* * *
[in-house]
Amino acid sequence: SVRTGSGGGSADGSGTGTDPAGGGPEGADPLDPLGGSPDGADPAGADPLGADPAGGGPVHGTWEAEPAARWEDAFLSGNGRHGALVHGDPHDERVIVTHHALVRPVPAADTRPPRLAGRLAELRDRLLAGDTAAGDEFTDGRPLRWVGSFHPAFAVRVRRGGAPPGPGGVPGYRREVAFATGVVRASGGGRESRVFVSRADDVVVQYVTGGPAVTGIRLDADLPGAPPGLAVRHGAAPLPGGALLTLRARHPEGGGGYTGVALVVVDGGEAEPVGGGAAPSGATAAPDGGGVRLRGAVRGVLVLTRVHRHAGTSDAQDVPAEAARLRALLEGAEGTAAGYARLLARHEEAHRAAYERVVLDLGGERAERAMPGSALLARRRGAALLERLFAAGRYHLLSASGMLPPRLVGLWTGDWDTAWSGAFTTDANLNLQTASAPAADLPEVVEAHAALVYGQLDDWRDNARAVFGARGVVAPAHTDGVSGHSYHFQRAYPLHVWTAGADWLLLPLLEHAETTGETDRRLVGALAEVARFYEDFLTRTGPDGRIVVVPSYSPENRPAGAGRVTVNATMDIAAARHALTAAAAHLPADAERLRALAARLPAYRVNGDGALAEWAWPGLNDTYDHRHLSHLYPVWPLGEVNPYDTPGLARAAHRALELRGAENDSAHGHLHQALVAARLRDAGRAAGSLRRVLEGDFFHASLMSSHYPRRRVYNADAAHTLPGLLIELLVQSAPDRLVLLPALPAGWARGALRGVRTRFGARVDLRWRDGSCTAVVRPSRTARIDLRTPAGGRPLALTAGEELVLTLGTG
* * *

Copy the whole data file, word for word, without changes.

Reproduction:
[in-house]
Amino acid sequence: SVRTGSGGGSADGSGTGTDPAGGGPEGADPLDPLGGSPDGADPAGADPLGADPAGGGPVHGTWEAEPAARWEDAFLSGNGRHGALVHGDPHDERVIVTHHALVRPVPAADTRPPRLAGRLAELRDRLLAGDTAAGDEFTDGRPLRWVGSFHPAFAVRVRRGGAPPGPGGVPGYRREVAFATGVVRASGGGRESRVFVSRADDVVVQYVTGGPAVTGIRLDADLPGAPPGLAVRHGAAPLPGGALLTLRARHPEGGGGYTGVALVVVDGGEAEPVGGGAAPSGATAAPDGGGVRLRGAVRGVLVLTRVHRHAGTSDAQDVPAEAARLRALLEGAEGTAAGYARLLARHEEAHRAAYERVVLDLGGERAERAMPGSALLARRRGAALLERLFAAGRYHLLSASGMLPPRLVGLWTGDWDTAWSGAFTTDANLNLQTASAPAADLPEVVEAHAALVYGQLDDWRDNARAVFGARGVVAPAHTDGVSGHSYHFQRAYPLHVWTAGADWLLLPLLEHAETTGETDRRLVGALAEVARFYEDFLTRTGPDGRIVVVPSYSPENRPAGAGRVTVNATMDIAAARHALTAAAAHLPADAERLRALAARLPAYRVNGDGALAEWAWPGLNDTYDHRHLSHLYPVWPLGEVNPYDTPGLARAAHRALELRGAENDSAHGHLHQALVAARLRDAGRAAGSLRRVLEGDFFHASLMSSHYPRRRVYNADAAHTLPGLLIELLVQSAPDRLVLLPALPAGWARGALRGVRTRFGARVDLRWRDGSCTAVVRPSRTARIDLRTPAGGRPLALTAGEELVLTLGTG